The new issue of North Carolina Sea Grant’s award-winning Coastwatch magazine features an in-depth look at lessons learned from Hurricane Matthew, as well stories on the Gullah/Geechee Nation, student podcasts, humpback whales, fishing at wind farms, and much more.
Corey Davis from the North Carolina State Climate Office says torrential inland flooding from Hurricane Matthew in 2016 was a wakeup call, sparking state investment in coordinated resilience efforts. In this issue, he provides readers with five key takeaways from the storm.
“We teach our children the same traditional ways to go out in the water, and the same traditional ways to live from the land: only when things are in season,” says Queen Quet, leader of the Gullah/Geechee Nation. In “Conserving a Culture,” Lauren D. Pharr, a Global Change fellow with the Southeast Climate Adaptation Science Center, explores if and how Gullah/Geechee heritage can survive the forces of climate change and land development.
In “Podcasting a Wide Net,” science communicator Lee Cannon interviews student journalists at the North Carolina coast who are taking community voices on climate change to a global audience. She tells how this Community Collaborative Research Grant project has inspired North Carolina high schoolers to explore new careers.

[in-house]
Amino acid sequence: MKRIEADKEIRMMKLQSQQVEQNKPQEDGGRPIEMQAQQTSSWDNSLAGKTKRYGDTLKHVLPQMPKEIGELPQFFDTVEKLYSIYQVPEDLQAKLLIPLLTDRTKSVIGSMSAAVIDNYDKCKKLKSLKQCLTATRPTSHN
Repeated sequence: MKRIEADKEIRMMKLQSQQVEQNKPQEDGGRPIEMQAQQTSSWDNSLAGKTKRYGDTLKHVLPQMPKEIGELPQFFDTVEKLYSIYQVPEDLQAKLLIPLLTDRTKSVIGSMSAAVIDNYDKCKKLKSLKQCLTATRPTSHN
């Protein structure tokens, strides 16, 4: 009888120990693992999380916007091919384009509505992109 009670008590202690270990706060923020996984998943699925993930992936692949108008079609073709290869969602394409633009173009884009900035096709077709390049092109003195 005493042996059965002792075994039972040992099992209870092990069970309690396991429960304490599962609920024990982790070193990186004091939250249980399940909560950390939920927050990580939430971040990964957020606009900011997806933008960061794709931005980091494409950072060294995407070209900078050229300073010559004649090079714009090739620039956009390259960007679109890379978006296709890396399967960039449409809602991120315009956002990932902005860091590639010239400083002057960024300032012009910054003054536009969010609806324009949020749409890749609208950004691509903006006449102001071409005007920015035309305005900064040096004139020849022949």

Six new videos highlight beautiful — and ecofriendly — North Carolina plants, and in this issue the award-winning Julie Leibach introduces the “Native Plant Picks” series from the Coastal Landscapes Initiative.
This issue also brings the latest science to readers, answering these questions (among many others):
The Winter 2021 edition of Coastwatch also offers four new seasonal recipes from our long-running Mariner’s Menu.
This issue is the last of the calendar year for North Carolina Sea Grant’s flagship publication, during which time the magazine received seven new state and national honors. For the third year in a row, the NC Association of Government Information Officers named Coastwatch the state’s best print publication. For the fourth year running, NCAGIO recognized a new Coastwatch story as the state’s best feature, this time for “Plan, Respond, Recover, Adapt” by North Carolina Sea Grant coastal resilience specialist Sarah Spiegler.
Coastwatch online: ncCoastwatch.org
In print: go.ncsu.edu/Subscribe-Now. New subscriptions will start with the Spring 2022 issue.
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lead photo: Hurricane Matthew increased the water flow in wetlands, flooding roadways and farmlands in Robeson County, 2016. Credit: USDA/Lance Cheung.